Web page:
This can also lead to the extinction of many endemic fish species of economic importance for tourism (sport fishing) and survival of poor coastal communities. In addition you can also encourage the introduction of invasive species.
According to the study, the channel infrastructure and other associated projects (pipelines, airports, industrial zones, etc..) Could also have a negative impact on migration patterns and biological dynamics of the terrestrial fauna.
Our infographic on shale gas in China.
As conventional natural gas becomes harder to extract, energy companies are now tapping so-called unconventional reserves—shale, coal bed methane, and a product called tight gas—that cling to rock, sandstones and coal. Companies use a variety of techniques to force out the gas tucked deep inside the earth’s layers.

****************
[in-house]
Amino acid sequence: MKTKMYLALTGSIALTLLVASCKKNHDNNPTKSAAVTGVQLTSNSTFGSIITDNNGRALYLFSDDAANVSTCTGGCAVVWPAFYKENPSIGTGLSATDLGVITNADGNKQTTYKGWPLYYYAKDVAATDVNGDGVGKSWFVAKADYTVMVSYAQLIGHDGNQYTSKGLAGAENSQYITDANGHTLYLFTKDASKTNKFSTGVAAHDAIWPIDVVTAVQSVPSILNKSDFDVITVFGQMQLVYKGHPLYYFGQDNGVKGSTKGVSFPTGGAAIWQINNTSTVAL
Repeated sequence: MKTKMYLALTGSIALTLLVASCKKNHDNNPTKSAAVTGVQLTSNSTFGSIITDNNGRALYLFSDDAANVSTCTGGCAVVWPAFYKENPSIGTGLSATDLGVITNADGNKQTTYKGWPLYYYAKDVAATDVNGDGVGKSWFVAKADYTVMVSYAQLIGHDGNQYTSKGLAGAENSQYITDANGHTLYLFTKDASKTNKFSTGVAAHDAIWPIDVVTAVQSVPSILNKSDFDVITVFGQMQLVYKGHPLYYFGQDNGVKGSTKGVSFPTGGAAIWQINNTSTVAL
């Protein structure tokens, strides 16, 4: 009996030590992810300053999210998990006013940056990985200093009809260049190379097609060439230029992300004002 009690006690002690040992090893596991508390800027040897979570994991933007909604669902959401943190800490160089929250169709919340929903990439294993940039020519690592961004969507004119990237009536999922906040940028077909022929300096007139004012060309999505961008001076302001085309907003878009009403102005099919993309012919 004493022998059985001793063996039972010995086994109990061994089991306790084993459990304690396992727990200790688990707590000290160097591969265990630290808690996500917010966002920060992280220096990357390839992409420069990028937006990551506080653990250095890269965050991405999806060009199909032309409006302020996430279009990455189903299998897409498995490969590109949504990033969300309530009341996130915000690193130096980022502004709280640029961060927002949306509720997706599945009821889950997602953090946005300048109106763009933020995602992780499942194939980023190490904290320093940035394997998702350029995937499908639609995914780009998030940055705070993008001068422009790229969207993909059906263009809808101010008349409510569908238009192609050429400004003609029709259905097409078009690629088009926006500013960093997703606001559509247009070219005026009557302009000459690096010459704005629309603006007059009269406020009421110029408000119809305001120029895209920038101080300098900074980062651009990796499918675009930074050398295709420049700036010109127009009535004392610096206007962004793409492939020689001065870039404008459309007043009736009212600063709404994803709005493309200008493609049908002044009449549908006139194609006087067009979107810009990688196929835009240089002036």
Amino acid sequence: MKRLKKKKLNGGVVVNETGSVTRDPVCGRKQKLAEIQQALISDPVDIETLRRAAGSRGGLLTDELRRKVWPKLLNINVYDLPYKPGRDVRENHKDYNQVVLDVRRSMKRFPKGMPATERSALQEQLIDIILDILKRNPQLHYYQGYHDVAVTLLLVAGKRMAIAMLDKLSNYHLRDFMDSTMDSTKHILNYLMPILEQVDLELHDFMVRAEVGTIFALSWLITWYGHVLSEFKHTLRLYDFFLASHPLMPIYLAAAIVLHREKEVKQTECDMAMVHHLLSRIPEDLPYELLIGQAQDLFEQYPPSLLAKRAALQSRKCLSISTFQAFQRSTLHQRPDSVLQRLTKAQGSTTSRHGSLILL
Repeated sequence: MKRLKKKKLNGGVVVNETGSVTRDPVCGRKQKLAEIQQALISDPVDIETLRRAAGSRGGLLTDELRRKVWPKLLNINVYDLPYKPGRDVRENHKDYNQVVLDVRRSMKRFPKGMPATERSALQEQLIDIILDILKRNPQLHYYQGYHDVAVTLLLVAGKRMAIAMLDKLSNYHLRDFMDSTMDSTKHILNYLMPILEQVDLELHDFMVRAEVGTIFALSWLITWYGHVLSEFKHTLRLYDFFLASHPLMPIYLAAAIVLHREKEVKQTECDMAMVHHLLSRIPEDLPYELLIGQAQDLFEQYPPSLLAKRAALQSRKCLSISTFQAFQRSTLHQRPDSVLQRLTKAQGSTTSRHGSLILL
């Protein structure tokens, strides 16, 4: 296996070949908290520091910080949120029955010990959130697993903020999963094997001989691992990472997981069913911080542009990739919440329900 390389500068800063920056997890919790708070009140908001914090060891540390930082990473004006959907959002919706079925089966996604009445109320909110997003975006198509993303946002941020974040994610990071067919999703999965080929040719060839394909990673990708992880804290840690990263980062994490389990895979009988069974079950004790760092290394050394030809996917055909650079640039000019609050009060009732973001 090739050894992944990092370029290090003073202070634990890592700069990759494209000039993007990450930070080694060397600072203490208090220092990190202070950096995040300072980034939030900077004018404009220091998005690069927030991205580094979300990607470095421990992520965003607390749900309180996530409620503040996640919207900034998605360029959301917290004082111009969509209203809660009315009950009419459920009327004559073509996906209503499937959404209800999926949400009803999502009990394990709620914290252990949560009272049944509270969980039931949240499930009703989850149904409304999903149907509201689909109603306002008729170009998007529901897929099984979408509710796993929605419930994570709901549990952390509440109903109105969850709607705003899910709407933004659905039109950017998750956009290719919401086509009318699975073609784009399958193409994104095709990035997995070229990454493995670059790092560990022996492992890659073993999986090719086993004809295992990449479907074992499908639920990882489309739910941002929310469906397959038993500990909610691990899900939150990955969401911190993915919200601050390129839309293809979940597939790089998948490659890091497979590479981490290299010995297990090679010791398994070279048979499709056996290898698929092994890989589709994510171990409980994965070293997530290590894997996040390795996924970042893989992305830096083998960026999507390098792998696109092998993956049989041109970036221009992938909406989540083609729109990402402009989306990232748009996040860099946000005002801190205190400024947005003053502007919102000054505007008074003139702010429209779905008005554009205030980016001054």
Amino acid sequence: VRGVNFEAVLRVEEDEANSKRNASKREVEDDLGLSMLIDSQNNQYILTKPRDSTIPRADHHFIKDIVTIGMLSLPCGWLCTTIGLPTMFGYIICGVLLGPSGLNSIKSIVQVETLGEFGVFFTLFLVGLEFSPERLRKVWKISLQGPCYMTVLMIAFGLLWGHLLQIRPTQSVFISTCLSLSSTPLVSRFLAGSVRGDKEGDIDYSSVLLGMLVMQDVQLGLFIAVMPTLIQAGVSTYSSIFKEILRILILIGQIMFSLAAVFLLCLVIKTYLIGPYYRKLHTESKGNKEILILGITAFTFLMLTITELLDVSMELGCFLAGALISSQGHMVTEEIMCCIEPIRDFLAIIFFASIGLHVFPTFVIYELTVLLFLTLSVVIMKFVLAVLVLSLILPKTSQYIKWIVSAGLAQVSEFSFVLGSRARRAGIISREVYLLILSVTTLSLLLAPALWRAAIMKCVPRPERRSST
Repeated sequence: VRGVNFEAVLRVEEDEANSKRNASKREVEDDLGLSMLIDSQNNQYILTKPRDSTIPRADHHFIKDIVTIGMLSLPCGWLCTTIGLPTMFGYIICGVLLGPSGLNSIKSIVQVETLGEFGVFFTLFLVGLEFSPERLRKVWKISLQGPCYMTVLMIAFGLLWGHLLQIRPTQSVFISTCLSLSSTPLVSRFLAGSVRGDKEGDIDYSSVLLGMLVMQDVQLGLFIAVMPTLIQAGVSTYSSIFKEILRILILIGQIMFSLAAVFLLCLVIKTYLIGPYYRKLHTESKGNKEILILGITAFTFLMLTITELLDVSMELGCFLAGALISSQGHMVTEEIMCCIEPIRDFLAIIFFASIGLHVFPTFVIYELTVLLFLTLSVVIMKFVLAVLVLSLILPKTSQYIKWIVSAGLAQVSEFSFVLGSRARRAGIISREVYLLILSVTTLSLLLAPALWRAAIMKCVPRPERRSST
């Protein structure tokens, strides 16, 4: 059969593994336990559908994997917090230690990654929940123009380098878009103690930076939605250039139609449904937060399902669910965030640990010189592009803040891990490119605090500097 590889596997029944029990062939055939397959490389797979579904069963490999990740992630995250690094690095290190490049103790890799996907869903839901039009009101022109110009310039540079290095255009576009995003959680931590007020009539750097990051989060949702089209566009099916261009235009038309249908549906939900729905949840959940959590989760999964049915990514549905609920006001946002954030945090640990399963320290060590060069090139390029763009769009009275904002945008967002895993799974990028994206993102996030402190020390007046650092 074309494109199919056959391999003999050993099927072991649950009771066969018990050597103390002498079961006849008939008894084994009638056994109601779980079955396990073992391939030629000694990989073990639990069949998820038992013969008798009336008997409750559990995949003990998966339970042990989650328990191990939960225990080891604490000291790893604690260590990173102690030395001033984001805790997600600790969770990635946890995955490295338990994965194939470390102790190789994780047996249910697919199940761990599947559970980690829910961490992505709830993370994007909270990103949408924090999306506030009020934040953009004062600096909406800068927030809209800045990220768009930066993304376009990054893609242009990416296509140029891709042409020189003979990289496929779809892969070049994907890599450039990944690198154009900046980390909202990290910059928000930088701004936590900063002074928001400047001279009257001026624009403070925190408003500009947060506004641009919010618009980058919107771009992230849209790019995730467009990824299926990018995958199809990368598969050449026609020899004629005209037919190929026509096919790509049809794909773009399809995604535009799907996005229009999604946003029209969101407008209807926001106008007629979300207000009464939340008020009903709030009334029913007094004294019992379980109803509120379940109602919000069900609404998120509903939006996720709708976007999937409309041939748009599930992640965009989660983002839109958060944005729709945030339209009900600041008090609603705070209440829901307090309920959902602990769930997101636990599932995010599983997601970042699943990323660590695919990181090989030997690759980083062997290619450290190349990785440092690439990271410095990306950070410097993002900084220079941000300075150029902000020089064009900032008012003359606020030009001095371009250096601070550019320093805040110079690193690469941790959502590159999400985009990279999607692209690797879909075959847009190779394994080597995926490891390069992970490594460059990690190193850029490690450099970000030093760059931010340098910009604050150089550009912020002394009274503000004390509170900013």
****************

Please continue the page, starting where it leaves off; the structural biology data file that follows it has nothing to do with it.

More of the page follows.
(SCMP Graphic: Adolfo Arranz)
In the spring, the countryside of Luoping in eastern Yunnan, China turns into an ocean of flowers. It’s that time of the year that the rapeseed flowers (or canola) are in full bloom. Photographers flock to this destination to captur…
Ocean of flowers in Yunnan, China 💛💚
China opens its first smog clinic after a year of record-breaking air pollution.
So here it is: Smog is even good for the economy, leading to the creation of new jobs! Mrs. Merkel, take heed!
Not only that, even the pharmaceutical industry can hope for better sales, now that even 8-year olds are getting lung cancer in China.
Drop in Demand From China Threatens Australian Coal Mining Projects
Major Australian coal projects risk losing value due to falling demand from China, where leaders are increasingly concerned about growing public anger over severe air pollution, a new analysis fromOxford University has found.
Future coal mining projects are vulnerable to being “stranded” by a range of policy changes from the Chinese government, including environmental regulation, carbon pricing, investment in renewable energy and energy efficiency …